1984 September 11 1930
282 thumbnail picture
TIROS-N three dimensional cloud-top image of Hurricane Diana as it was strengthening from a Category III storm to a Category IV storm. This was one of the earliest three dimensional images of a hurricane from data obtained from satellite.
1984 September 11 2000
283 thumbnail picture
TIROS-N three dimensional cloud-top image of Hurricane Diana as it was strengthening from a Category III storm to a Category IV storm. This was one of the earliest three dimensional images of a hurricane from data obtained from satellite.
1984 September 11 2000
284 thumbnail picture
TIROS-N view of Hurricane Diana churning off North Carolina coast. The storm had mercifully weakened to a Category II status at this time with 95 knot maximum sustained winds. Notice cloud shadows on west side of Diana.
1984 September 12 124526
285 thumbnail picture
TIROS-N view of Hurricane Diana churning off North Carolina coast. The storm had mercifully weakened to a Category II status at this time with 95 knot maximum sustained winds.
1984 September 12 1900
286 thumbnail picture
GOES view of North America. The center of now Tropical Storm Diana is heading ashore just north of the South Carolina/North Carolina border. The beginnings of Hurricane Norbert are seen southwest of the southern tip of Baja California. Short-lived Tropical Storm Edouard is shown at its birth west of the Yucatan Peninsula in the Gulf of Mexico.
1984 September 13 1630
287 thumbnail picture
GOES view of North America. The center of Tropical Storm Diana is heading back out to sea after crossing North Carolina. Tropical Storm Edouard is approaching its maximum strength of 55 knots in the southwest Gulf of Mexico. Tropical Storm Norbert is deepening southwest of Baja California.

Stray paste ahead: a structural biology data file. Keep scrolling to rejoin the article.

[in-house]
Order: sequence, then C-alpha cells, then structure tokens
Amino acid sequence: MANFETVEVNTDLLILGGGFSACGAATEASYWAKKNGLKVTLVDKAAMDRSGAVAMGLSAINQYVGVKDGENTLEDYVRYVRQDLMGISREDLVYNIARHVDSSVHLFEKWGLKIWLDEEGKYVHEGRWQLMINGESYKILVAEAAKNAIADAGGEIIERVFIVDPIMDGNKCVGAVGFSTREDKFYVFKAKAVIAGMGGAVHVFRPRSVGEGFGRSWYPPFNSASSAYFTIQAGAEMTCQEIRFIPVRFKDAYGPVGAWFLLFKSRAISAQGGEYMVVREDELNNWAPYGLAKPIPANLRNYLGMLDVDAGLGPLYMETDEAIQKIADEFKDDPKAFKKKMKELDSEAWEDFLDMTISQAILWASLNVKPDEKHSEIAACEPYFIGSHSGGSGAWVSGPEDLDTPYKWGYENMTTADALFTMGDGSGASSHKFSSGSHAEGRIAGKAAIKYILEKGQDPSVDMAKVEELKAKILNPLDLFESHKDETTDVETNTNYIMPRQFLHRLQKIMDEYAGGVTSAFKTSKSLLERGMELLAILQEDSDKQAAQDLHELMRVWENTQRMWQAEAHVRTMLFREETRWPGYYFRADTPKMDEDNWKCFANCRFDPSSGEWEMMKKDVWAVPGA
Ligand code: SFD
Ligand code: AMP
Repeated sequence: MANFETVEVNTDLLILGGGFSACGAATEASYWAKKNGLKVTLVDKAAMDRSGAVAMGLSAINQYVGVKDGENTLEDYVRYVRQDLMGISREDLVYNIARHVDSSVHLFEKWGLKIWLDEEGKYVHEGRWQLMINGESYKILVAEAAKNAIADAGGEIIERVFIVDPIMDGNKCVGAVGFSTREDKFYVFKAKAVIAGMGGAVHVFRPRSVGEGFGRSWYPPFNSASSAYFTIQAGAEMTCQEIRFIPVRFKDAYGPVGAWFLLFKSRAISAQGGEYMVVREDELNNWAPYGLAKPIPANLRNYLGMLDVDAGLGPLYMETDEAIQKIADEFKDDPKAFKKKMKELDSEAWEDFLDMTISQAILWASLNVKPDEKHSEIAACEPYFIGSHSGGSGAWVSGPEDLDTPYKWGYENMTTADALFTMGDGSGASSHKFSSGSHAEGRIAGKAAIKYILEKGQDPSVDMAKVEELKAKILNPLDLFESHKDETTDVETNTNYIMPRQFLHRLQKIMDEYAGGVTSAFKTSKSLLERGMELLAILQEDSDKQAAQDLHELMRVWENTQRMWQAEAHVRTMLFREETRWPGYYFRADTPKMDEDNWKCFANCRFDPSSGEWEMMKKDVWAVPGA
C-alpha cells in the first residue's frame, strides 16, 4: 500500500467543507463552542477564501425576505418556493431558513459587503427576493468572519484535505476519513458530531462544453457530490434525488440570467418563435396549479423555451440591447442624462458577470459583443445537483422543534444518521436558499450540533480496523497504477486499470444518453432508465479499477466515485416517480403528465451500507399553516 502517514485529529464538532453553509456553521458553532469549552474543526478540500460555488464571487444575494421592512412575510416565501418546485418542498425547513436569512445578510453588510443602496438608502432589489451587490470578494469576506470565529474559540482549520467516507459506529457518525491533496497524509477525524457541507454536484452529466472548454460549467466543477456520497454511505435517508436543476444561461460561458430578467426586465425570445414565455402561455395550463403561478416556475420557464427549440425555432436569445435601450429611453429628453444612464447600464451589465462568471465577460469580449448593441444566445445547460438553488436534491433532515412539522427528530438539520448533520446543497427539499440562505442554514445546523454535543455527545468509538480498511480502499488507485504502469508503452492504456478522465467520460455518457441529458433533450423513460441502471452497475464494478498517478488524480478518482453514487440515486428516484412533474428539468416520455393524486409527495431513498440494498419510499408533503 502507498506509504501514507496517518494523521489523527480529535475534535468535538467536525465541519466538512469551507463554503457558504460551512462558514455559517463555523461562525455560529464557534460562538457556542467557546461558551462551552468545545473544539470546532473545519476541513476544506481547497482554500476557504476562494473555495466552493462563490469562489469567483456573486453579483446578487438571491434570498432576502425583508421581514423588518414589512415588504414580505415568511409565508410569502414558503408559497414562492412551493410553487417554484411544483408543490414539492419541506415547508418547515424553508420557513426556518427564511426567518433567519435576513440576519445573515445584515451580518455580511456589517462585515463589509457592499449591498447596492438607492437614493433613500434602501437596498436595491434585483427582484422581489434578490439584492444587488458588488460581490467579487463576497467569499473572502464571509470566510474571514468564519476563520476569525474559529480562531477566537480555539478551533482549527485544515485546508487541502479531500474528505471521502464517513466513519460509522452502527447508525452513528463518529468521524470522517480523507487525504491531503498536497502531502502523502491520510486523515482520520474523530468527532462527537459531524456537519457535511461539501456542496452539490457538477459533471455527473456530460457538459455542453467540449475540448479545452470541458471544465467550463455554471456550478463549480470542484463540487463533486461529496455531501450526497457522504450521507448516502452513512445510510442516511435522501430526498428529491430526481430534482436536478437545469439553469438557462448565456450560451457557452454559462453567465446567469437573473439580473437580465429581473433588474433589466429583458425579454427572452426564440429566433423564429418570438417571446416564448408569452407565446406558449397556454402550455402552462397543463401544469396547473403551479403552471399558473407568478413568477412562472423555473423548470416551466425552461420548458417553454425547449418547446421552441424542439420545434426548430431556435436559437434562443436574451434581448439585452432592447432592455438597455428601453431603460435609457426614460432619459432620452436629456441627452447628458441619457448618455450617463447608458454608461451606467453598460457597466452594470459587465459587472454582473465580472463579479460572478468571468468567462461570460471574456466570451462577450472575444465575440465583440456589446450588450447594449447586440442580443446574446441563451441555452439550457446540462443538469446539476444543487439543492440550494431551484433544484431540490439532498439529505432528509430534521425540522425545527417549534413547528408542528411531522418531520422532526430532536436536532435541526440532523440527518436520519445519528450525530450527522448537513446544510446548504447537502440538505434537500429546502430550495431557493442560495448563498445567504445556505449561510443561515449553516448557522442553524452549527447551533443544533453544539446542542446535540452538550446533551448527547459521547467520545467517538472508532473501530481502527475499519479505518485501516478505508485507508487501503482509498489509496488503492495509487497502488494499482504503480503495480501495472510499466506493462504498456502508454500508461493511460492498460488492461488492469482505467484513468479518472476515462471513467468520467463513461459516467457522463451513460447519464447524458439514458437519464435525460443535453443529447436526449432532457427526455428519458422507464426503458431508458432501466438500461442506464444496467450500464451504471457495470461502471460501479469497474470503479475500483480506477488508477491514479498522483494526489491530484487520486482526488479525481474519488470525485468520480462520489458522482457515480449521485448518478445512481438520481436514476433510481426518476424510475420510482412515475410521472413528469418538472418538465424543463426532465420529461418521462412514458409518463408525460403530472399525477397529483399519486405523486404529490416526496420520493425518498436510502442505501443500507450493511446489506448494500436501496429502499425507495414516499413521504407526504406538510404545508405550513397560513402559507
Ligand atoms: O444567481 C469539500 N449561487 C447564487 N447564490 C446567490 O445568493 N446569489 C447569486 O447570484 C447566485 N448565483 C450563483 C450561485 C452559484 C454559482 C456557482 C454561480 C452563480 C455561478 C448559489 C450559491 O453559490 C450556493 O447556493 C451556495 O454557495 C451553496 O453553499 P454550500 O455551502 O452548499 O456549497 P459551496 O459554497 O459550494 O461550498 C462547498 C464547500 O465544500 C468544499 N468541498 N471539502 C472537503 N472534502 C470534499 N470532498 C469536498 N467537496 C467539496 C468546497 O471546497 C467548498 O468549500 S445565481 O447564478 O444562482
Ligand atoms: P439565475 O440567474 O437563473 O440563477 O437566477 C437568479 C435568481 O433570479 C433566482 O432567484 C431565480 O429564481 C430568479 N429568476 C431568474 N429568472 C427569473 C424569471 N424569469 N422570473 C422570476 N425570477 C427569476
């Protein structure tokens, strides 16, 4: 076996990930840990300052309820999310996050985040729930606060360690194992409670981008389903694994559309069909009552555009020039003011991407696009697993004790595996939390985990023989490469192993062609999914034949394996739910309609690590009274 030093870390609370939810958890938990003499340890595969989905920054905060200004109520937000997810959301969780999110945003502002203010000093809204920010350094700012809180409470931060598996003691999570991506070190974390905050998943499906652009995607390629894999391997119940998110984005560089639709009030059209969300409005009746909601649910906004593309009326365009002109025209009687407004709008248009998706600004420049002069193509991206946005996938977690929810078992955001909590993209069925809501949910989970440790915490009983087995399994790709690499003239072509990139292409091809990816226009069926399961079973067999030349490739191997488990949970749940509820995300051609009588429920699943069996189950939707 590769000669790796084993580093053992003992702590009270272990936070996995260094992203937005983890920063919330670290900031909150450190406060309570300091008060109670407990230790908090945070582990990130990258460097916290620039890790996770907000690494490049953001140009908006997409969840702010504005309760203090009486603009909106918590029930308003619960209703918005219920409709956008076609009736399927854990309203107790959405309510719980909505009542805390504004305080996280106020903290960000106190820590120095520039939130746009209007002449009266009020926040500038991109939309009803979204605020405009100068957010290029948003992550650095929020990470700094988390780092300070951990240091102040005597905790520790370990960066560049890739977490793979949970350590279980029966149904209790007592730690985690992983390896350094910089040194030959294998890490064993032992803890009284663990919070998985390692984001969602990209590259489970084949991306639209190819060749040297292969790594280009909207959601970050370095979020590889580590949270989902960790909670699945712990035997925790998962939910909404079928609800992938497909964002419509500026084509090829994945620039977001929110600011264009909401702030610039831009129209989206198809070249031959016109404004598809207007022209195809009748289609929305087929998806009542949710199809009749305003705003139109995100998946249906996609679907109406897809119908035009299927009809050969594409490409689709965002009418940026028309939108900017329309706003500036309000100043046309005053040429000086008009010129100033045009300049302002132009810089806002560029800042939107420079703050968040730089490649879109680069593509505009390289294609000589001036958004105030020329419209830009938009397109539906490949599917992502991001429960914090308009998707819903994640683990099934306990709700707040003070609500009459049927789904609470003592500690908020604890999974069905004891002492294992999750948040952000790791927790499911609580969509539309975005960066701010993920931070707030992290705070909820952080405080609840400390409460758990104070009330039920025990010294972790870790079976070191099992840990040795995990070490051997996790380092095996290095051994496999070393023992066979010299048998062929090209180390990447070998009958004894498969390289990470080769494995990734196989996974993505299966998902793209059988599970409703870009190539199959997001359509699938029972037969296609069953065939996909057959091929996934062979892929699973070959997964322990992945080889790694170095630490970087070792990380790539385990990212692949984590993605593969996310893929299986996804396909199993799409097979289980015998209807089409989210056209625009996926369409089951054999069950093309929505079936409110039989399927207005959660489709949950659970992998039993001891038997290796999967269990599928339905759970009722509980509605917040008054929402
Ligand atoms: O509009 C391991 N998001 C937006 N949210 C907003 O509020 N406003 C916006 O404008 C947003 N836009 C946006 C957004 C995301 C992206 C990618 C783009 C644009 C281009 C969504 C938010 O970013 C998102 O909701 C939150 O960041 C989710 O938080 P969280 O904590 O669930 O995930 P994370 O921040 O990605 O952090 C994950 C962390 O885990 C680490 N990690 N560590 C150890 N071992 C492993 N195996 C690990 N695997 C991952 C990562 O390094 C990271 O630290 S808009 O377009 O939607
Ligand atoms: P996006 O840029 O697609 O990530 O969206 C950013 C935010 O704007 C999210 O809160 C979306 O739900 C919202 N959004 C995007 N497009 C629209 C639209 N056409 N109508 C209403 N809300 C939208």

1984 September 14 1630
288 thumbnail picture
The remains of Hurricane Diana, still a tropical storm, heading offshore and out to sea.
United States East Coast 1984 September 14 2030
289 thumbnail picture
A volcanic eruption originating at Isla Fernandina in the Galapagos Islands is evident in this image. The arrow points to a volcanic plume approximately 75 miles long cutting across other cloud structures. This image, obtained from the NOAA-2 satellite, was the first evidence of this volcanic eruption. This image demonstrated the power of modern satellites to monitor volcanoes.
West Equatorial Pacific Ocean 1973 December 10
290 thumbnail picture
Infrared imagery of the Loop Current in the Gulf of Mexico and the Gulf Stream. Lighter colors north of Florida Panhandle indicate extent of cold air swooping down from the north behind a cold front. Clouds in upper right corner show very cold tops (lighter) and indicate significant convection and possible thunderstorms.